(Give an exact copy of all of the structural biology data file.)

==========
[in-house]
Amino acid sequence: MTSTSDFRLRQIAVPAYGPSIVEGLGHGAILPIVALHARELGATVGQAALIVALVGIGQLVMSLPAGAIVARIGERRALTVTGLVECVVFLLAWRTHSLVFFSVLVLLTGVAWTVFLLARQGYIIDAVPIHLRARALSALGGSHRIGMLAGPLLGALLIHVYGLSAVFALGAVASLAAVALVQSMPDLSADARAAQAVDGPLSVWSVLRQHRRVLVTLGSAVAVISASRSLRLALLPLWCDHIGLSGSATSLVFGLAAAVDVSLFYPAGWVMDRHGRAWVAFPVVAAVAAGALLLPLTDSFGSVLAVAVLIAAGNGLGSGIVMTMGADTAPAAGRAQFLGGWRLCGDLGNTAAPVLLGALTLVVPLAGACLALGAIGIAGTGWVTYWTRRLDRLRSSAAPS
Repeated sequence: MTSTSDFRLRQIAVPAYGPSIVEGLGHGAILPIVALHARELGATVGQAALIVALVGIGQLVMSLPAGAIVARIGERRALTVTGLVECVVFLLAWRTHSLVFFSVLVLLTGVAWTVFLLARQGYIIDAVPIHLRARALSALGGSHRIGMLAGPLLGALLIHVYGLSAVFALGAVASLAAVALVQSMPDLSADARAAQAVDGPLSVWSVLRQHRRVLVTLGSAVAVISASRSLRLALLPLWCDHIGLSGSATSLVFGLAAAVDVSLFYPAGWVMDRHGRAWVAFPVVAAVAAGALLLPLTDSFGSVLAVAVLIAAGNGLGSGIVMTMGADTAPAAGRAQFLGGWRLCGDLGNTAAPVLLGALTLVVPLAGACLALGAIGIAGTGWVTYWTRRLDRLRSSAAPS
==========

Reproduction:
[in-house]
Amino acid sequence: MTSTSDFRLRQIAVPAYGPSIVEGLGHGAILPIVALHARELGATVGQAALIVALVGIGQLVMSLPAGAIVARIGERRALTVTGLVECVVFLLAWRTHSLVFFSVLVLLTGVAWTVFLLARQGYIIDAVPIHLRARALSALGGSHRIGMLAGPLLGALLIHVYGLSAVFALGAVASLAAVALVQSMPDLSADARAAQAVDGPLSVWSVLRQHRRVLVTLGSAVAVISASRSLRLALLPLWCDHIGLSGSATSLVFGLAAAVDVSLFYPAGWVMDRHGRAWVAFPVVAAVAAGALLLPLTDSFGSVLAVAVLIAAGNGLGSGIVMTMGADTAPAAGRAQFLGGWRLCGDLGNTAAPVLLGALTLVVPLAGACLALGAIGIAGTGWVTYWTRRLDRLRSSAAPS
Repeated sequence: MTSTSDFRLRQIAVPAYGPSIVEGLGHGAILPIVALHARELGATVGQAALIVALVGIGQLVMSLPAGAIVARIGERRALTVTGLVECVVFLLAWRTHSLVFFSVLVLLTGVAWTVFLLARQGYIIDAVPIHLRARALSALGGSHRIGMLAGPLLGALLIHVYGLSAVFALGAVASLAAVALVQSMPDLSADARAAQAVDGPLSVWSVLRQHRRVLVTLGSAVAVISASRSLRLALLPLWCDHIGLSGSATSLVFGLAAAVDVSLFYPAGWVMDRHGRAWVAFPVVAAVAAGALLLPLTDSFGSVLAVAVLIAAGNGLGSGIVMTMGADTAPAAGRAQFLGGWRLCGDLGNTAAPVLLGALTLVVPLAGACLALGAIGIAGTGWVTYWTRRLDRLRSSAAPS